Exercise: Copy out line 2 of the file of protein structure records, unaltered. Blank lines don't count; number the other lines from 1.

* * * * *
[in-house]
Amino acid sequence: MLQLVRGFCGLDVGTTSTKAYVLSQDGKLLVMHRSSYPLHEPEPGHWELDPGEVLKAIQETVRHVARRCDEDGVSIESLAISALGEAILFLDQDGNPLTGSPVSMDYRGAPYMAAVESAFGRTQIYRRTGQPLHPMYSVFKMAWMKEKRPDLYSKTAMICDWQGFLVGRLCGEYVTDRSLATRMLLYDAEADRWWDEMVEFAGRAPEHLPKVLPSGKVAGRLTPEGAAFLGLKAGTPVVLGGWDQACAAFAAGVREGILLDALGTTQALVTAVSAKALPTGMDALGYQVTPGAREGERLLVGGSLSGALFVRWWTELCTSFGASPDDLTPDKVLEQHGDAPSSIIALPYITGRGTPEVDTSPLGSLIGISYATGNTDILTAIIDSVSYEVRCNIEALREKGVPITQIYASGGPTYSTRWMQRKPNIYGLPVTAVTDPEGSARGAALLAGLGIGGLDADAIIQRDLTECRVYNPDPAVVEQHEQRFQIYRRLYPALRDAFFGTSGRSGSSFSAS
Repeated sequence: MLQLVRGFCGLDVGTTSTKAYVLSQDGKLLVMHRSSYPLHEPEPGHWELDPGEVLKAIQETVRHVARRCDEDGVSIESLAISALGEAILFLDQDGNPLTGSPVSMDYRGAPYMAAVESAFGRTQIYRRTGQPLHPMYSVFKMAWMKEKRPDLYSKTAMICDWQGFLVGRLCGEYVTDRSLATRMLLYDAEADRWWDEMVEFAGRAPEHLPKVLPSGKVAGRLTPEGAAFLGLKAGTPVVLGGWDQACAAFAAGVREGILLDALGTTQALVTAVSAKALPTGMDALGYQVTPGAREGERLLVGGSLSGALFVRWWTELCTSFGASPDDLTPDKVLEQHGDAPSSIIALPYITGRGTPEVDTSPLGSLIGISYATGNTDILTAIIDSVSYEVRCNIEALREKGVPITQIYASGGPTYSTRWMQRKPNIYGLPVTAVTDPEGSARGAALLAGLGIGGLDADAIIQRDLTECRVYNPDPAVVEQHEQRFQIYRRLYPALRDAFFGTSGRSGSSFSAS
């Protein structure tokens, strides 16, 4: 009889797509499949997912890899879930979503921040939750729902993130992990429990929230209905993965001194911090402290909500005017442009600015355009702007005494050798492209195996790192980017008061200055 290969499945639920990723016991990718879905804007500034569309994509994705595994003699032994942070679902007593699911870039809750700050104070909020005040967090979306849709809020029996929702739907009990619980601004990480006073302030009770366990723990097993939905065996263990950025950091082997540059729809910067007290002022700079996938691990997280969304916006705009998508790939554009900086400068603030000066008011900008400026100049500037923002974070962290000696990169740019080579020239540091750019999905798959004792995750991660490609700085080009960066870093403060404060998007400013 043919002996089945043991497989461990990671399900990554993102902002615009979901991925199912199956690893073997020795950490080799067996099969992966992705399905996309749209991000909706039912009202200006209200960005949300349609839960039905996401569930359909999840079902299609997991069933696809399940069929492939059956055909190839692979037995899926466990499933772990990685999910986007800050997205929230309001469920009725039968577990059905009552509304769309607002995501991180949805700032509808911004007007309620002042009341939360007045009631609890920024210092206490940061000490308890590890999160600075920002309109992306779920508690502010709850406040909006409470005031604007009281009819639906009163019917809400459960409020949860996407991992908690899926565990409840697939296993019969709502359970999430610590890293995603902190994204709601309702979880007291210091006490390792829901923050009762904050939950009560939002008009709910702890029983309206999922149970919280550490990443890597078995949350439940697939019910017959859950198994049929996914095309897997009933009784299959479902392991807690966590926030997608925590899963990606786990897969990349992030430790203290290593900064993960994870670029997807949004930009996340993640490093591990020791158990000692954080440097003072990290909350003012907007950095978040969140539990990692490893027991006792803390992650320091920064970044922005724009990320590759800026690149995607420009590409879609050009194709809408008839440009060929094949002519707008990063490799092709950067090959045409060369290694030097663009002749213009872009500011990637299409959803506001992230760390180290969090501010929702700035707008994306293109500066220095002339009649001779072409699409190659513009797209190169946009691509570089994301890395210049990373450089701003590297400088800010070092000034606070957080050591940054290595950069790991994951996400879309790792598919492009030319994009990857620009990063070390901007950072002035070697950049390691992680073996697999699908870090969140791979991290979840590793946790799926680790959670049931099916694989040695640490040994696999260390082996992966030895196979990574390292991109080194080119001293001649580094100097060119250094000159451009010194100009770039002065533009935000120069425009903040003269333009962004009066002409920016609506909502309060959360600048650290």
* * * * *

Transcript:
Amino acid sequence: MLQLVRGFCGLDVGTTSTKAYVLSQDGKLLVMHRSSYPLHEPEPGHWELDPGEVLKAIQETVRHVARRCDEDGVSIESLAISALGEAILFLDQDGNPLTGSPVSMDYRGAPYMAAVESAFGRTQIYRRTGQPLHPMYSVFKMAWMKEKRPDLYSKTAMICDWQGFLVGRLCGEYVTDRSLATRMLLYDAEADRWWDEMVEFAGRAPEHLPKVLPSGKVAGRLTPEGAAFLGLKAGTPVVLGGWDQACAAFAAGVREGILLDALGTTQALVTAVSAKALPTGMDALGYQVTPGAREGERLLVGGSLSGALFVRWWTELCTSFGASPDDLTPDKVLEQHGDAPSSIIALPYITGRGTPEVDTSPLGSLIGISYATGNTDILTAIIDSVSYEVRCNIEALREKGVPITQIYASGGPTYSTRWMQRKPNIYGLPVTAVTDPEGSARGAALLAGLGIGGLDADAIIQRDLTECRVYNPDPAVVEQHEQRFQIYRRLYPALRDAFFGTSGRSGSSFSAS